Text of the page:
Plants cespitose, not rhizom-atous. Culms 25-90 cm tall, 0.5-1.6 mm thick, glabrous; nodes 3. Basal sheaths becom-ing flat and papery, margins ciliate distally; collars glabrous, with tufts of hair on the sides, hairs on the basal leaves to 1.5 mm, hairs on the flag leaves 1-2.5 mm; basal ligules 0.3-0.8 mm, truncate, erose, ciliate, cilia 0.2-0.4 mm; upper ligules to 1.5 mm, asymmetric, obliquely truncate for most of their width, abruptly longer on 1 side; blades to 30 cm long, 2-5 mm wide, flat or involute, long-tapering. Panicles 7-21 cm long, 0.5-1 cm wide; branches appressed to ascending, straight. Lower glumes 10-17 mm long, 0.7-1.2 mm wide, exceeding the upper glumes by 2.5-4.5 mm, apices tapering, often slightly recurved; florets 6-9.5 mm long, 0.6-1.1 mm thick, fusiform, terete, widest at or below midlength; calluses 0.5-1.5 mm, sharp; lemmas evenly hairy, hairs at midlength to 1 mm, apical hairs 2-3 mm, ascending, apical lobes 0.3-0.5 mm; awns 13-25 mm, persistent, usually once-geniculate, first segment scabrous, terminal segment straight; paleas 2.5-3.5 mm, 1/3-1/2 as long as the lemmas, pubescent, hairs not exceeding the apices, apices rounded; anthers 3-5 mm, dehiscent, not penicillate. Caryopses 5-6 mm, fusiform. 2n = 40.
Achnatherum scribneri grows on rocky slopes, in pinyon-juniper and ponderosa pine associations at 1500-2700 m, from southeastern Wyoming through Colorado to Arizona, New Mexico, western Oklahoma, and Texas, and in Capital Reef National Park, Utah. At present, the Utah population appears to be disjunct from the species' primary range; this may reflect a lack of collecting. Achnatherum scribneri is similar to A. parishii, A. robustum, A. perplexum, and A. lobatum, differing from all of them in its sharp calluses.
Dr. David Bogler, USDA NRCS PLANTS Database
Pe rennials, Terrestrial, not aquatic, Stems nodes swollen or brittle, Stems erect or ascending, Stems caespitose, tufted, or clustered, Stems terete, round in cross section, or polygonal, Stem internodes hollow, Stems with inflorescence less than 1 m tall, Stems, culms, or scapes exceeding basal leaves, Leaves mostly basal, below middle of stem, Leaves mostly cauline, Leaves conspicuously 2-ranked, distichous, Leaves sheathing at base, Leaf sheath mostly open, or loose, Leaf sheath smooth, glabrous, Leaf sheath hairy at summit, throat, or collar, Leaf sheath and blade differentiated, Leaf blades linear, Leaf blades 2-10 mm wide, Leaf blades mostly flat, Leaf blades mostly glabrous, Ligule present, Ligule an unfringed eciliate membrane, Inflorescence terminal, Inflorescence a contracted panicle, narrowly paniculate, branches appressed or ascending, Inflorescence solitary, with 1 spike, fascicle, glomerule, head, or cluster per stem or culm, Flowers bisexual, Spikelets pedicel late, Spikelets dorsally compressed or terete, Spikelet less than 3 mm wide, Spikelets with 1 fertile floret, Spikelets solitary at rachis nodes, Spikelets all alike and fertille, Spikelets bisexual, Spikelets disarticulating above the glumes, glumes persistent, Spikelets disarticulating beneath or between the florets, Rachilla or pedicel glabrous, Glumes present, empty bracts, Glumes 2 clearly present, Glumes equal or subequal, Glumes equal to or longer than adjacent lemma, Glumes 3 nerved, Lemma coriaceous, firmer or thicker in texture than the glumes, Lemma 5-7 nerved, Lemma body or surface hairy, Lemma apex acute or acuminate, Lemma distinctly awned, more than 2-3 mm, Lemma with 1 awn, Lemma awn 1-2 cm long, Lemma awned from tip, Lemma awn twisted, spirally coiled at base, like a corkscrew, Lemma awn twice geniculate, bent twice, Lemma margins inrolled, tightly covering palea and caryopsis, Lemma straight, Callus or base of lemma evidently hairy, Callus hairs shorter tha n lemma, Lemma surface pilose, setose or bristly, Palea present, well developed, Palea membranous, hyaline, Palea shorter than lemma, Stamens 3, Styles 2-fid, deeply 2-branched, Stigmas 2, Fruit - caryopsis, Caryopsis ellipsoid, longitudinally grooved, hilum long-linear.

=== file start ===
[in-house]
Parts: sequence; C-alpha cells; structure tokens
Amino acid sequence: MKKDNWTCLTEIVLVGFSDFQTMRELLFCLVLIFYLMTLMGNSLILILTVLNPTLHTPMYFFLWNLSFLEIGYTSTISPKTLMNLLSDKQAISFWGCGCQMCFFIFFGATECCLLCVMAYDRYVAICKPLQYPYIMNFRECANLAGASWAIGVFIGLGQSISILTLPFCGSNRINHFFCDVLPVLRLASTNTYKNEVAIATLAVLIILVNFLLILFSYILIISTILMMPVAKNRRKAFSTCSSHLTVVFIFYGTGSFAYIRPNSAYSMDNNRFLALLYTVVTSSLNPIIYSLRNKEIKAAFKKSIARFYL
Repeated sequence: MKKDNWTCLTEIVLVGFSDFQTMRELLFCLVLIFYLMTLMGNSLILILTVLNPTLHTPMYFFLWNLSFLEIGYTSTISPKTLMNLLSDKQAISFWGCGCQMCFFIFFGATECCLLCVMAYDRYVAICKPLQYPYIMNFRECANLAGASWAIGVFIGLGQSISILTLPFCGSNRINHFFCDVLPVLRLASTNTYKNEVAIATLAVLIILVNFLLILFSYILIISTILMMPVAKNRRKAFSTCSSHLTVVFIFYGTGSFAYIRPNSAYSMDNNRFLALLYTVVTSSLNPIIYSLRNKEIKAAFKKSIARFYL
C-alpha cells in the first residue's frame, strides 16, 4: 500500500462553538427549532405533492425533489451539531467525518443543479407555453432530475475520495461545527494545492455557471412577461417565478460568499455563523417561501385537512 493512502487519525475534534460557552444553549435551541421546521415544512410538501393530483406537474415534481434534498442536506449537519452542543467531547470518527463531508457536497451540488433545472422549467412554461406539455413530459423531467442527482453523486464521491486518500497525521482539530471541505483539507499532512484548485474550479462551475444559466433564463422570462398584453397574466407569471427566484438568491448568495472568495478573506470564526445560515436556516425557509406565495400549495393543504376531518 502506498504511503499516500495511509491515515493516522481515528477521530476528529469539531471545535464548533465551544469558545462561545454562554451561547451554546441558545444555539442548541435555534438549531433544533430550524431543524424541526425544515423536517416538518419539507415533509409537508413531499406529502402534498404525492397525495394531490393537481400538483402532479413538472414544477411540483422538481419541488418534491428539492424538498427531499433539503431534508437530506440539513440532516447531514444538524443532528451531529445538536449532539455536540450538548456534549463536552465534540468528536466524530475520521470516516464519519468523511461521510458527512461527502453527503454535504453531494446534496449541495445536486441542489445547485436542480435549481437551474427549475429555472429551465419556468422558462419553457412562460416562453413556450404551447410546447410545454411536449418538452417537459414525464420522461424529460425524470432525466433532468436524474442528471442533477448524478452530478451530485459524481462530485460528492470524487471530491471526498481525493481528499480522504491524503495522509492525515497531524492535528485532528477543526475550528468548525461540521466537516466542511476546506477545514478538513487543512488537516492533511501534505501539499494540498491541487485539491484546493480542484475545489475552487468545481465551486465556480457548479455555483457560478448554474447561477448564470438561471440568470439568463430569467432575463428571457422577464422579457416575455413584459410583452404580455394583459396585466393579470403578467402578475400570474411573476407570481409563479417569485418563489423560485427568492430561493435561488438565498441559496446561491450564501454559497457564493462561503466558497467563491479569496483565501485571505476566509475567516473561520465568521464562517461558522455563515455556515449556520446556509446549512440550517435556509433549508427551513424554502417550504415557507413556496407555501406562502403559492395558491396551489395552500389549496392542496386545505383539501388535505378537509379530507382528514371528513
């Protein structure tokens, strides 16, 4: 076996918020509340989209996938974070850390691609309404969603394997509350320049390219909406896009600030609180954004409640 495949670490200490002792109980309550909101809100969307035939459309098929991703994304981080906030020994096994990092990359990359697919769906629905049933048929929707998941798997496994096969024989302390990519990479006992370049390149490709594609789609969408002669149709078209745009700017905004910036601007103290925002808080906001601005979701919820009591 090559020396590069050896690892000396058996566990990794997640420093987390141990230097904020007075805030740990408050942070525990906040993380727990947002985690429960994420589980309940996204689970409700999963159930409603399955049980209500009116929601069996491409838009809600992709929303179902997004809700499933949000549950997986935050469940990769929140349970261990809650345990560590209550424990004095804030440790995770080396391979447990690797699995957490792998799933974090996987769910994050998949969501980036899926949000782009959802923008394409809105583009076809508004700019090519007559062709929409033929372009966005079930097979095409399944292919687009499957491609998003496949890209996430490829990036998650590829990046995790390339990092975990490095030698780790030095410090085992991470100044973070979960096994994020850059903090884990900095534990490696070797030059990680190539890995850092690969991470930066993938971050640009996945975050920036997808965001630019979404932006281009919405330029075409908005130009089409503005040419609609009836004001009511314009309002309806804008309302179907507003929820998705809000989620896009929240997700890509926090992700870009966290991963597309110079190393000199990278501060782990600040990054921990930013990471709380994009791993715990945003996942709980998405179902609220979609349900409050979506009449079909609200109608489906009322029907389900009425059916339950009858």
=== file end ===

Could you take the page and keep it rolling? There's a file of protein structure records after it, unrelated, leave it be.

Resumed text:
FNA 2007, Ann. Checklist GCNP 1987
Common Name: Scribner needlegrass Duration: Perennial Nativity: Native Lifeform: Graminoid General: Tuft-forming perennial bunchgrass to 90 cm tall, with a panicle inflorescence partly enfolded in the uppermost sheath and with awns 2-3 cm long. Vegetative: Plants in clumps, not rhizomatous, stems 25-90 cm tall, 1 mm thick, glabrous, basal sheaths flat and papery, collars with tufts of hairs on the sides, hairs on leaves 1-2 mm long, basal ligules <1 mm long, truncate and ciliate, upper ligules <2 mm long, l Inflorescence: Panicles 7-21 cm long, , 0.5-1 cm wide, branches lie close to the stem, straight; lower glumes 1-1.5 cm long, 1 mm wide, longer than the upper glumes by 2-4 mm; florets 0.5-1 cm long, 1 mm thick, calluses 1 mm, sharp; lemmas hairy with hairs 1-3 mm, awns 1-3 cm, usually bent once, terminal segment straight, paleas 2-3 mm, about half as long as the lemmas, pubescent, apices rounded, anthers 3-5 mm long. Ecology: Found on rocky slopes, in pi-on-juniper and ponderosa pine woodlands at 1500-2700 m. Flowers May-Sept. Distribution: Arizona, Colorado, Wyoming, Texas, and Oklahoma. Notes: Is similar to A. parishii, A. robustum, A. perplexum, and A. lobatum, but can be distinguished from them by its sharp calluses. Ethnobotany: Unknown Etymology: Achnatherum means awned scale or awn-scaled and comes from Greek word achne for chaff or glume and ather meaning stalk or barb; scribneri is named after Frank Lamson-Scribner (1851-1938), who was the first USDA scientist to study diseases of economic plants and was an expert on grasses. Editor: Lkearsley, 2012